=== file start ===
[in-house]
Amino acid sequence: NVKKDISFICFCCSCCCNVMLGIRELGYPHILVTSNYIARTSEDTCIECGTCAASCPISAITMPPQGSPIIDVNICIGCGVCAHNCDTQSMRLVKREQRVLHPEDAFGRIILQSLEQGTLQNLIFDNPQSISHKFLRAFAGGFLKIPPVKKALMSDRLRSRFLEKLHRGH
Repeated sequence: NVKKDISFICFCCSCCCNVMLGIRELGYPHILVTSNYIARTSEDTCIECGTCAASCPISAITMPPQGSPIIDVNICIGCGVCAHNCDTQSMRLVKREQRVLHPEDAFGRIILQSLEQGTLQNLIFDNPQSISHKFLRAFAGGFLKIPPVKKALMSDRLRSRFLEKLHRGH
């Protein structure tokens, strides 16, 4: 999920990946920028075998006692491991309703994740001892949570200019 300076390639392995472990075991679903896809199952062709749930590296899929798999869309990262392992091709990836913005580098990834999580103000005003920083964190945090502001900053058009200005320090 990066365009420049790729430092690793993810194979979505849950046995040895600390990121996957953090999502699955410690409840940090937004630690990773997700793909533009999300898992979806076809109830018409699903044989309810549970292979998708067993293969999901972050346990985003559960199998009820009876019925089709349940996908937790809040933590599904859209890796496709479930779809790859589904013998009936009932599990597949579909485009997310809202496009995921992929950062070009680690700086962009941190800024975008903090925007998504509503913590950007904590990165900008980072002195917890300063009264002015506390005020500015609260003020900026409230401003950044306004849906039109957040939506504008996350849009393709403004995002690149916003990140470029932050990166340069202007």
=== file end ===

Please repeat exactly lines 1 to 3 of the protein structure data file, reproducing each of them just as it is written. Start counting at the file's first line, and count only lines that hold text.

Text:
[in-house]
Amino acid sequence: NVKKDISFICFCCSCCCNVMLGIRELGYPHILVTSNYIARTSEDTCIECGTCAASCPISAITMPPQGSPIIDVNICIGCGVCAHNCDTQSMRLVKREQRVLHPEDAFGRIILQSLEQGTLQNLIFDNPQSISHKFLRAFAGGFLKIPPVKKALMSDRLRSRFLEKLHRGH
Repeated sequence: NVKKDISFICFCCSCCCNVMLGIRELGYPHILVTSNYIARTSEDTCIECGTCAASCPISAITMPPQGSPIIDVNICIGCGVCAHNCDTQSMRLVKREQRVLHPEDAFGRIILQSLEQGTLQNLIFDNPQSISHKFLRAFAGGFLKIPPVKKALMSDRLRSRFLEKLHRGH